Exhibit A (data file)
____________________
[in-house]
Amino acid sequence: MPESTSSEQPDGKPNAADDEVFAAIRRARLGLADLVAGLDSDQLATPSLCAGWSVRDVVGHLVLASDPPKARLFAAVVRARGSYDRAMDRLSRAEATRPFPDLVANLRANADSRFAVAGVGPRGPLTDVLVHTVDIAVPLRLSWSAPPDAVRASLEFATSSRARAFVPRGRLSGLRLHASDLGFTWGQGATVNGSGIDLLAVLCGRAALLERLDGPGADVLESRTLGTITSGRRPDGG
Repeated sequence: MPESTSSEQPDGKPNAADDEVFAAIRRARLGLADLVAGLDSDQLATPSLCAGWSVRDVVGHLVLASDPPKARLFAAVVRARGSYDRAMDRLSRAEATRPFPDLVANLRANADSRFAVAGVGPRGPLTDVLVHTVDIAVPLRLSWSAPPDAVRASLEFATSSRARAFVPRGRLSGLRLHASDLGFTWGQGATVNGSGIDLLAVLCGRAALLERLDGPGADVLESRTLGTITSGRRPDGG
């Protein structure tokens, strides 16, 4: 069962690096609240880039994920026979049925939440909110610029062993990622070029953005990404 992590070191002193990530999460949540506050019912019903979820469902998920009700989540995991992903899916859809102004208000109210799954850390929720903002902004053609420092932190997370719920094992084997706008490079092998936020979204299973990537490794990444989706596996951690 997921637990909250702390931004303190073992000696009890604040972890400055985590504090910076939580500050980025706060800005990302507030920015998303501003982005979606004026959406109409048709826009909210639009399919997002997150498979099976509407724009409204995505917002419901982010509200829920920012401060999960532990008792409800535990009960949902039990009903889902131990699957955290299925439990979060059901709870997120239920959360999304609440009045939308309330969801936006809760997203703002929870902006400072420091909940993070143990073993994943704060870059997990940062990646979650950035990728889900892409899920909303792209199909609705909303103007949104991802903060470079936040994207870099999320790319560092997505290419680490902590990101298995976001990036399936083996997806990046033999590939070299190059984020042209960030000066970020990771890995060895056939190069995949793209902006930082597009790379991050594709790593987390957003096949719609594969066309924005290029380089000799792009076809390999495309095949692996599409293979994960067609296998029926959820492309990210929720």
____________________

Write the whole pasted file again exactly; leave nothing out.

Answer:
[in-house]
Amino acid sequence: MPESTSSEQPDGKPNAADDEVFAAIRRARLGLADLVAGLDSDQLATPSLCAGWSVRDVVGHLVLASDPPKARLFAAVVRARGSYDRAMDRLSRAEATRPFPDLVANLRANADSRFAVAGVGPRGPLTDVLVHTVDIAVPLRLSWSAPPDAVRASLEFATSSRARAFVPRGRLSGLRLHASDLGFTWGQGATVNGSGIDLLAVLCGRAALLERLDGPGADVLESRTLGTITSGRRPDGG
Repeated sequence: MPESTSSEQPDGKPNAADDEVFAAIRRARLGLADLVAGLDSDQLATPSLCAGWSVRDVVGHLVLASDPPKARLFAAVVRARGSYDRAMDRLSRAEATRPFPDLVANLRANADSRFAVAGVGPRGPLTDVLVHTVDIAVPLRLSWSAPPDAVRASLEFATSSRARAFVPRGRLSGLRLHASDLGFTWGQGATVNGSGIDLLAVLCGRAALLERLDGPGADVLESRTLGTITSGRRPDGG
């Protein structure tokens, strides 16, 4: 069962690096609240880039994920026979049925939440909110610029062993990622070029953005990404 992590070191002193990530999460949540506050019912019903979820469902998920009700989540995991992903899916859809102004208000109210799954850390929720903002902004053609420092932190997370719920094992084997706008490079092998936020979204299973990537490794990444989706596996951690 997921637990909250702390931004303190073992000696009890604040972890400055985590504090910076939580500050980025706060800005990302507030920015998303501003982005979606004026959406109409048709826009909210639009399919997002997150498979099976509407724009409204995505917002419901982010509200829920920012401060999960532990008792409800535990009960949902039990009903889902131990699957955290299925439990979060059901709870997120239920959360999304609440009045939308309330969801936006809760997203703002929870902006400072420091909940993070143990073993994943704060870059997990940062990646979650950035990728889900892409899920909303792209199909609705909303103007949104991802903060470079936040994207870099999320790319560092997505290419680490902590990101298995976001990036399936083996997806990046033999590939070299190059984020042209960030000066970020990771890995060895056939190069995949793209902006930082597009790379991050594709790593987390957003096949719609594969066309924005290029380089000799792009076809390999495309095949692996599409293979994960067609296998029926959820492309990210929720």